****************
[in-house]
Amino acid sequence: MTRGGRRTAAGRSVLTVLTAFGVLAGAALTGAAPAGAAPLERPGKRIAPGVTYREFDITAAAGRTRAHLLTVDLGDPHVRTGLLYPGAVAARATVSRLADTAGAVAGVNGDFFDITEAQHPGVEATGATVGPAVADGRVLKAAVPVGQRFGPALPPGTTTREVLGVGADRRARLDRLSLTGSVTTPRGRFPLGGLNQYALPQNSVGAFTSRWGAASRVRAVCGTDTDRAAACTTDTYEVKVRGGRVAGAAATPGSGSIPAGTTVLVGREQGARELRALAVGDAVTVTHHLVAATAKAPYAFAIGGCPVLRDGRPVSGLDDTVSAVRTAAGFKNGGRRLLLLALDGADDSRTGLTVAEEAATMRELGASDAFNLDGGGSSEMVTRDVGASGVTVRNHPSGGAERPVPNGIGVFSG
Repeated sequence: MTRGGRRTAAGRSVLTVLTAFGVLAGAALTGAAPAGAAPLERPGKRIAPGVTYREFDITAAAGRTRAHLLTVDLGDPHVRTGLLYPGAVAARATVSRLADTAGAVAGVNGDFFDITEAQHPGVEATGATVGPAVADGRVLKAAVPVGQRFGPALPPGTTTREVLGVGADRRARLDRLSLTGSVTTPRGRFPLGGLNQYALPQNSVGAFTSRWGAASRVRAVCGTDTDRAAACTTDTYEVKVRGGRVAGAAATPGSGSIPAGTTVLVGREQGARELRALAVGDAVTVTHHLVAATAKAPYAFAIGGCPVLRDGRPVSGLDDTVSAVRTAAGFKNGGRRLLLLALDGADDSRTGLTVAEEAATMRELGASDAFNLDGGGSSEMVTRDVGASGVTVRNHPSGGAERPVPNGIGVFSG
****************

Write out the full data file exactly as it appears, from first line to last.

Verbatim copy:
[in-house]
Amino acid sequence: MTRGGRRTAAGRSVLTVLTAFGVLAGAALTGAAPAGAAPLERPGKRIAPGVTYREFDITAAAGRTRAHLLTVDLGDPHVRTGLLYPGAVAARATVSRLADTAGAVAGVNGDFFDITEAQHPGVEATGATVGPAVADGRVLKAAVPVGQRFGPALPPGTTTREVLGVGADRRARLDRLSLTGSVTTPRGRFPLGGLNQYALPQNSVGAFTSRWGAASRVRAVCGTDTDRAAACTTDTYEVKVRGGRVAGAAATPGSGSIPAGTTVLVGREQGARELRALAVGDAVTVTHHLVAATAKAPYAFAIGGCPVLRDGRPVSGLDDTVSAVRTAAGFKNGGRRLLLLALDGADDSRTGLTVAEEAATMRELGASDAFNLDGGGSSEMVTRDVGASGVTVRNHPSGGAERPVPNGIGVFSG
Repeated sequence: MTRGGRRTAAGRSVLTVLTAFGVLAGAALTGAAPAGAAPLERPGKRIAPGVTYREFDITAAAGRTRAHLLTVDLGDPHVRTGLLYPGAVAARATVSRLADTAGAVAGVNGDFFDITEAQHPGVEATGATVGPAVADGRVLKAAVPVGQRFGPALPPGTTTREVLGVGADRRARLDRLSLTGSVTTPRGRFPLGGLNQYALPQNSVGAFTSRWGAASRVRAVCGTDTDRAAACTTDTYEVKVRGGRVAGAAATPGSGSIPAGTTVLVGREQGARELRALAVGDAVTVTHHLVAATAKAPYAFAIGGCPVLRDGRPVSGLDDTVSAVRTAAGFKNGGRRLLLLALDGADDSRTGLTVAEEAATMRELGASDAFNLDGGGSSEMVTRDVGASGVTVRNHPSGGAERPVPNGIGVFSG